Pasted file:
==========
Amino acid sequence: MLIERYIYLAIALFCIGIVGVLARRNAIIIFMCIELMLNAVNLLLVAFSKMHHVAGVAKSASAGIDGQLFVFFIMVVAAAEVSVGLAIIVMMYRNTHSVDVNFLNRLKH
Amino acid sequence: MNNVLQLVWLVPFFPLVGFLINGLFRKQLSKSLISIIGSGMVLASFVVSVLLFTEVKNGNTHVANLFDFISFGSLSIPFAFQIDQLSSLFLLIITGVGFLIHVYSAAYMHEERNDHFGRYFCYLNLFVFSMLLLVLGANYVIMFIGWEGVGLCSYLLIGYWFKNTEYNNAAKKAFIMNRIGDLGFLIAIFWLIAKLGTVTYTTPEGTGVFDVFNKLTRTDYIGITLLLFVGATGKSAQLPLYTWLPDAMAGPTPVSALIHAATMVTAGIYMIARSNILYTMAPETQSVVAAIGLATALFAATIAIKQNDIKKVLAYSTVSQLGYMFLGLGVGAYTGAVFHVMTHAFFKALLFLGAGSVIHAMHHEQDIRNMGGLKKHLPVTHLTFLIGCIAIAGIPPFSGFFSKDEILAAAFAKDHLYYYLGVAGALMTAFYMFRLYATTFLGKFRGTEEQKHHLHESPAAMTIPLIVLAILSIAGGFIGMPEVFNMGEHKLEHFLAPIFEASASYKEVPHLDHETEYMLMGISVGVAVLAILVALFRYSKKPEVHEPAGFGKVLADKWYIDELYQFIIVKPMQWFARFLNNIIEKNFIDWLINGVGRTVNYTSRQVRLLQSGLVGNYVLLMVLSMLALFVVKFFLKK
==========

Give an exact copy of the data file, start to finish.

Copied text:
Amino acid sequence: MLIERYIYLAIALFCIGIVGVLARRNAIIIFMCIELMLNAVNLLLVAFSKMHHVAGVAKSASAGIDGQLFVFFIMVVAAAEVSVGLAIIVMMYRNTHSVDVNFLNRLKH
Amino acid sequence: MNNVLQLVWLVPFFPLVGFLINGLFRKQLSKSLISIIGSGMVLASFVVSVLLFTEVKNGNTHVANLFDFISFGSLSIPFAFQIDQLSSLFLLIITGVGFLIHVYSAAYMHEERNDHFGRYFCYLNLFVFSMLLLVLGANYVIMFIGWEGVGLCSYLLIGYWFKNTEYNNAAKKAFIMNRIGDLGFLIAIFWLIAKLGTVTYTTPEGTGVFDVFNKLTRTDYIGITLLLFVGATGKSAQLPLYTWLPDAMAGPTPVSALIHAATMVTAGIYMIARSNILYTMAPETQSVVAAIGLATALFAATIAIKQNDIKKVLAYSTVSQLGYMFLGLGVGAYTGAVFHVMTHAFFKALLFLGAGSVIHAMHHEQDIRNMGGLKKHLPVTHLTFLIGCIAIAGIPPFSGFFSKDEILAAAFAKDHLYYYLGVAGALMTAFYMFRLYATTFLGKFRGTEEQKHHLHESPAAMTIPLIVLAILSIAGGFIGMPEVFNMGEHKLEHFLAPIFEASASYKEVPHLDHETEYMLMGISVGVAVLAILVALFRYSKKPEVHEPAGFGKVLADKWYIDELYQFIIVKPMQWFARFLNNIIEKNFIDWLINGVGRTVNYTSRQVRLLQSGLVGNYVLLMVLSMLALFVVKFFLKK